In this case, I was really shocked by the output. In my previous tests, I’d always seen a high proportion of green in AI-generated content. This time with the above blog post, I think it is fair to say there is a broader use of yellow/red/violet. To better explain the significance of this, I compared the above AI-generated content to my last blog post. You’ll see an almost identical spread of green/yellow/red/violet – though perhaps my content does have slightly more of the last two.
I hadn’t expected that. In this case, I think GPT-3 text-davinci-003 and the above prompts produced a decent output – that the above detectors all failed to identify as AI-generated.
I think it’s important to consider human detection. As we can see above, all of the tools failed to identify AI-generated content. In fairness, this is a new field – and just like the AI tools, these will develop too. In this case, human detection certainly wins. As you can see from the article, it has made up a load of references. They look convincing – and those journals, volumes and issues exist. The articles, however, do not.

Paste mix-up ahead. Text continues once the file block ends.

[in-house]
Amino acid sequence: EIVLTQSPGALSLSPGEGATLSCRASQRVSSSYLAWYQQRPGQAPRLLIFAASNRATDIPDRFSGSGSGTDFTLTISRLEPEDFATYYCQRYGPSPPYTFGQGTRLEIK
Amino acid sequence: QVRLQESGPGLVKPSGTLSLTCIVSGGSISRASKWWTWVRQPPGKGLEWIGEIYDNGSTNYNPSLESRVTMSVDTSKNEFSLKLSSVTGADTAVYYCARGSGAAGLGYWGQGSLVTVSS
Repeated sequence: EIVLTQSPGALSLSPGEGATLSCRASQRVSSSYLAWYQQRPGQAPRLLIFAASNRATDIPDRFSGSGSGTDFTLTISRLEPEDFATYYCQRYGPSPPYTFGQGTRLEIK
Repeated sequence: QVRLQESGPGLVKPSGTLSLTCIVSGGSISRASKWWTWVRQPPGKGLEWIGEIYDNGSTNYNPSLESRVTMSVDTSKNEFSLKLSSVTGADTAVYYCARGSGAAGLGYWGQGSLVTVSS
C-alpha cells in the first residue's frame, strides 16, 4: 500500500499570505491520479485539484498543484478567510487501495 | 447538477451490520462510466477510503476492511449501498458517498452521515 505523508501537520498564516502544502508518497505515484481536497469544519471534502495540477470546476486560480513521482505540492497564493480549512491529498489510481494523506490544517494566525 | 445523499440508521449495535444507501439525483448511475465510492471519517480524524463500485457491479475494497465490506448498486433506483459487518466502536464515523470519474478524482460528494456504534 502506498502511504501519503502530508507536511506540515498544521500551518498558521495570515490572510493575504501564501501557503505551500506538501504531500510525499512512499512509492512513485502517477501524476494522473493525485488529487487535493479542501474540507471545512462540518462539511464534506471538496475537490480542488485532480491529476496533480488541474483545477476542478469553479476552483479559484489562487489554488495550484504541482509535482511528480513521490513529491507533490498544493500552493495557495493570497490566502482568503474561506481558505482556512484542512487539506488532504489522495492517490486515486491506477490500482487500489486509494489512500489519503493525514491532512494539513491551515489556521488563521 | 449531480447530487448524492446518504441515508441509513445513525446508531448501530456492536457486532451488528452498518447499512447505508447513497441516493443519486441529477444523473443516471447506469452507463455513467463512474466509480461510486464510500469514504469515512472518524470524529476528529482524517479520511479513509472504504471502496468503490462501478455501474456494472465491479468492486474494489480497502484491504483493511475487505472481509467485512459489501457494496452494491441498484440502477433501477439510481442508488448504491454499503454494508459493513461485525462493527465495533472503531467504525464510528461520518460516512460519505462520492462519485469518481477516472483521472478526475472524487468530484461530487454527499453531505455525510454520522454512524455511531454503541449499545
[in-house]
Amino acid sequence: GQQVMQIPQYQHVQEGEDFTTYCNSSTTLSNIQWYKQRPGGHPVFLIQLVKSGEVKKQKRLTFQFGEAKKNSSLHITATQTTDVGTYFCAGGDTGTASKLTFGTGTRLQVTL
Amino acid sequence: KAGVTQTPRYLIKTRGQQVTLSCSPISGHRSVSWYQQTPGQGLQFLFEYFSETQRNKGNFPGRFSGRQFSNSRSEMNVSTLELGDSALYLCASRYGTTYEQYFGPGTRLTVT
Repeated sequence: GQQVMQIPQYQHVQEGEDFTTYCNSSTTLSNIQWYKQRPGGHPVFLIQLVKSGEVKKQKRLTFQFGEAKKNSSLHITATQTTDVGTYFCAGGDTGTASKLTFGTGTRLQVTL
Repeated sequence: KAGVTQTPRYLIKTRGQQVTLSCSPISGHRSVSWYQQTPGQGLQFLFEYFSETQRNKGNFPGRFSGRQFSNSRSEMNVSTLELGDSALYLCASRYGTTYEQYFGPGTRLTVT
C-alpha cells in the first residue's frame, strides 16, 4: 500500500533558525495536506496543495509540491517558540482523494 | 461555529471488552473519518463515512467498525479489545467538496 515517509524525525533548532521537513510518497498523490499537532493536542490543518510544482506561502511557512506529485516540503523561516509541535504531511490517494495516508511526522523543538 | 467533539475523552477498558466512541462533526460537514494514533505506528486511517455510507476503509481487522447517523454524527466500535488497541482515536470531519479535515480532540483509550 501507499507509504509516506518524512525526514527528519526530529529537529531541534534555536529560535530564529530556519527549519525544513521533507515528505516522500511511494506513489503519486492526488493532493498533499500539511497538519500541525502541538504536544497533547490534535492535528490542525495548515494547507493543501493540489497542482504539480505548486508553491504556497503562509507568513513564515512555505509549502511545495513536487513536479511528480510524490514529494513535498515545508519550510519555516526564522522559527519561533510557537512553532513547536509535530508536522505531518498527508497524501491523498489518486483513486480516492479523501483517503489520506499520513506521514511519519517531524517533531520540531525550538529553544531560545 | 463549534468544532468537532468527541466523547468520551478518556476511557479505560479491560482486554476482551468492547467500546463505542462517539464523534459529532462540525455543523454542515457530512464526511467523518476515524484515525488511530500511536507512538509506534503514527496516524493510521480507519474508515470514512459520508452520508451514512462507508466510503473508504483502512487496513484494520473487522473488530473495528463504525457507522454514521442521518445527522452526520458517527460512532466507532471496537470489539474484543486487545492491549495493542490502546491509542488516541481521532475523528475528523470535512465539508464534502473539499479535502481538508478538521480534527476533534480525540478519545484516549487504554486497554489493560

Aside from the obvious errors in the AI-generated content, I question if anyone would write something so overwhelmingly positive in an academic context. Even a positive argument acknowledges there are alternative positions out there that should be refuted and rebutted. Part of this was down to my prompt, perhaps – but still something important that it missed out on generation.
I do think it did the funny, witty part well. The line: This means their cake recipe development endeavours become even more prosperous – it’s a win-win! was highly unlikely to be written by an AI in the above model.
Conclusion: AI-generators can trick AI-detectors
As you can see, there is still a long way to go in developing GPT-3 detection – which is perhaps concerning given that GPT-4 is on the way. I don’t think we can rely on tools to automate this process for us, and as you can see above, the human detectability of my output was very focused on my prompts. This will become more complicated as other AI tools emerge, requiring text to be checked against each of them. Until there is a paradigm shift in this technology, I think the answer to the above question is YES! An AI generation tool can certainly trick an AI detection tool.
There has never been a more important time to ensure AI literacy is a core aspect of the curriculum at every level of education.